By Simona Marinescu / United Nations Samoa
Earlier this month, and in December 2020 the government conducted operations that resulted in the confiscation of a total of 1,400 grams of methamphetamine at the border, smuggled from the US. The law enforcement officials (from the Ministry of Customs and Revenue and the Ministry of Police and Prisons) that intercepted these drugs deserve congratulations for their professionalism and skill. Meth is destructive and harmful - and it is good to see this potential threat removed from the community.
As small as this bust is by global standards, 1,400 grams in a couple of months is a record for Samoa (there were only two convictions for methamphetamine possession in Samoa in 2017). Perhaps it is inevitable that we will see an increase in seizures. As COVID-19 ravishes the economy and exacerbates inequality, some may look to less than legal means to supplement their dwindling incomes, and drug use is known to increase in communities facing economic hardship. Governments need to work to reduce drug consumption – especially with respect to more harmful substances like meth and opioids, which have devastated poor communities around the world. For example, there were more than 67,000 overdose deaths in the US alone in 2018. Thankfully, so far, Samoa has avoided this degree of harm.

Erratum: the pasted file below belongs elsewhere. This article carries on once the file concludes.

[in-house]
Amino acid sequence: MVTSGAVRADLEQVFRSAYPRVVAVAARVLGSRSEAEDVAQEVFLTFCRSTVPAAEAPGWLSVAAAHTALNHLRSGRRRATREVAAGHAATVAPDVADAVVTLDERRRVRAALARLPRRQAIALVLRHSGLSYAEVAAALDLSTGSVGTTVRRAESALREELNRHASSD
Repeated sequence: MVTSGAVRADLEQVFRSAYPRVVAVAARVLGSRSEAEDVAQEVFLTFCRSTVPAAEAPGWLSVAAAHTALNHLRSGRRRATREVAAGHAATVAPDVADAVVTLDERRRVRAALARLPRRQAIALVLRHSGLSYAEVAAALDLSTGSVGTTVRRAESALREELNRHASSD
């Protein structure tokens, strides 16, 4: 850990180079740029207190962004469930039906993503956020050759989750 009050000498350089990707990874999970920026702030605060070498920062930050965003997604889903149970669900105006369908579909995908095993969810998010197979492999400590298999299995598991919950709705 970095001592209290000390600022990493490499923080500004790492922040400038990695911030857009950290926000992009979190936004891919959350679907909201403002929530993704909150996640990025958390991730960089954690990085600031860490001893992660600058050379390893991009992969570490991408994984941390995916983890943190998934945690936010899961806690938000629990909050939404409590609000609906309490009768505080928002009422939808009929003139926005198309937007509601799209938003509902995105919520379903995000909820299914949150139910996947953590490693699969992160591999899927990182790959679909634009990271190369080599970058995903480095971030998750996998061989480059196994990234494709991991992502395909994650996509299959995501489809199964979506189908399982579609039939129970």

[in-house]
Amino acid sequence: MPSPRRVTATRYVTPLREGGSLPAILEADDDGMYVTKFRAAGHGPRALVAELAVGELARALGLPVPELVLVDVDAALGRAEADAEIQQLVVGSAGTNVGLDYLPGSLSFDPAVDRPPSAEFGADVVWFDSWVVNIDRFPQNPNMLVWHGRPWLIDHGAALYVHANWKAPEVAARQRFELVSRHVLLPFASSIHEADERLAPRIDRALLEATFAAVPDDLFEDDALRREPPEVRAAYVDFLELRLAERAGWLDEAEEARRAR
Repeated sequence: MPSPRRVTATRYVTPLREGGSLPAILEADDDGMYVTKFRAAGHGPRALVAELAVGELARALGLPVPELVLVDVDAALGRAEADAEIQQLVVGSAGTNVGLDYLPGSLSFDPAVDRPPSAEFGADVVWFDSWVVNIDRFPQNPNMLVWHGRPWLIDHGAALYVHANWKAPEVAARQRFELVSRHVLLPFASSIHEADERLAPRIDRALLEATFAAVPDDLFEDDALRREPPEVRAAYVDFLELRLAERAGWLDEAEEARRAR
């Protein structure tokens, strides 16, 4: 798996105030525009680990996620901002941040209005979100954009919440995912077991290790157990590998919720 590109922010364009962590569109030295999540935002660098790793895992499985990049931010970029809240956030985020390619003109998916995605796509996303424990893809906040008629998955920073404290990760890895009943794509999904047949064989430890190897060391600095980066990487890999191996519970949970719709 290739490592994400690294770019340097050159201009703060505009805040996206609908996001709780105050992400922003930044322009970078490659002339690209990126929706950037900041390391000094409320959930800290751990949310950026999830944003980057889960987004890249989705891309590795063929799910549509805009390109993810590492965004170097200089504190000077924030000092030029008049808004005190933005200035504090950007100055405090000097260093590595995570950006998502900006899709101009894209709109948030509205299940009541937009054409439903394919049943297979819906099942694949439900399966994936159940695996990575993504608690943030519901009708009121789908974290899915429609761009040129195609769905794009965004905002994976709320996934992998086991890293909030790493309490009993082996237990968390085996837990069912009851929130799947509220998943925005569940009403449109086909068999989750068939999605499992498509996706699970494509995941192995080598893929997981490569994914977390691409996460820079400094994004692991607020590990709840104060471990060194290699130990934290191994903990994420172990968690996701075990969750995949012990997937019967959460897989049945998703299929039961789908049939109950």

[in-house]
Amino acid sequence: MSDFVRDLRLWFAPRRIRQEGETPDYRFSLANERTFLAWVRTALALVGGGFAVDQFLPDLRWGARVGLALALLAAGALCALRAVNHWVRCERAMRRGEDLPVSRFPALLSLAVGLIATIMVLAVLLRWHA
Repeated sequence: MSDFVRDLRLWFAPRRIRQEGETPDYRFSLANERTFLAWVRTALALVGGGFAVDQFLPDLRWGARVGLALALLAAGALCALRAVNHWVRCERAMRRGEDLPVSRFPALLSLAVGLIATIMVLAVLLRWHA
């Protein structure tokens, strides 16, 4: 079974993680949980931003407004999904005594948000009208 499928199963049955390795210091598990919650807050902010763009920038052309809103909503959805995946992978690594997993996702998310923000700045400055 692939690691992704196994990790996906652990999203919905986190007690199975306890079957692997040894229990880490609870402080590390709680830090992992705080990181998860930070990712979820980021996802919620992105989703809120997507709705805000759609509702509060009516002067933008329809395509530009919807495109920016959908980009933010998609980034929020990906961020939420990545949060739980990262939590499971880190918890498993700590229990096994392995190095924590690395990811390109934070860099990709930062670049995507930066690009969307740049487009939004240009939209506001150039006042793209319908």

But while it is sometimes tempting to “crack down” (no pun intended) in the face of an emerging perceived threat, we must resist the urge to increase legal penalties. We should be decriminalizing drug use and possession. Drugs are a serious health and social issue, not a moral one. Reducing consumption requires a health and socially focused response, not moral panic. This must include carefully thought out laws that emphasize prevention, education and harm reduction. We need properly funded community based support services that help and protect vulnerable people, and assist them in escaping degrading and difficult circumstances. Stopping drug use will not be achieved through hastily drafted legislation that further criminalizes addiction. By discouraging the demand for drugs, we can actually be more effective in tackling drug trafficking and putting an end to the human suffering caused by increased consumption.